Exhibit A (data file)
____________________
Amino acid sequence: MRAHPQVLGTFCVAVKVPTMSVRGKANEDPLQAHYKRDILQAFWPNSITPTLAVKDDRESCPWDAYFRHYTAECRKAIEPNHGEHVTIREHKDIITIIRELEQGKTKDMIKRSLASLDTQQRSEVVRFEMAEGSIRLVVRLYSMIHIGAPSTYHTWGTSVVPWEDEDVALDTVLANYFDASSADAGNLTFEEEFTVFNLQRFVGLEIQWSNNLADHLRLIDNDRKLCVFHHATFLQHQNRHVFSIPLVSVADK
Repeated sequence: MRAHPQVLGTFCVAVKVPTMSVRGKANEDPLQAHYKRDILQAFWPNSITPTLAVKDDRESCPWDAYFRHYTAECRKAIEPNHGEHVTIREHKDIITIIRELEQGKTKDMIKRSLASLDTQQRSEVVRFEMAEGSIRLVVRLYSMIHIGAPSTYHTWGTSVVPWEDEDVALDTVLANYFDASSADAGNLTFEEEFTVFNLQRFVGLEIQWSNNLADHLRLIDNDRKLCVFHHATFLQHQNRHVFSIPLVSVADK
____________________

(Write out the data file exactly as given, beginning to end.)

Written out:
Amino acid sequence: MRAHPQVLGTFCVAVKVPTMSVRGKANEDPLQAHYKRDILQAFWPNSITPTLAVKDDRESCPWDAYFRHYTAECRKAIEPNHGEHVTIREHKDIITIIRELEQGKTKDMIKRSLASLDTQQRSEVVRFEMAEGSIRLVVRLYSMIHIGAPSTYHTWGTSVVPWEDEDVALDTVLANYFDASSADAGNLTFEEEFTVFNLQRFVGLEIQWSNNLADHLRLIDNDRKLCVFHHATFLQHQNRHVFSIPLVSVADK
Repeated sequence: MRAHPQVLGTFCVAVKVPTMSVRGKANEDPLQAHYKRDILQAFWPNSITPTLAVKDDRESCPWDAYFRHYTAECRKAIEPNHGEHVTIREHKDIITIIRELEQGKTKDMIKRSLASLDTQQRSEVVRFEMAEGSIRLVVRLYSMIHIGAPSTYHTWGTSVVPWEDEDVALDTVLANYFDASSADAGNLTFEEEFTVFNLQRFVGLEIQWSNNLADHLRLIDNDRKLCVFHHATFLQHQNRHVFSIPLVSVADK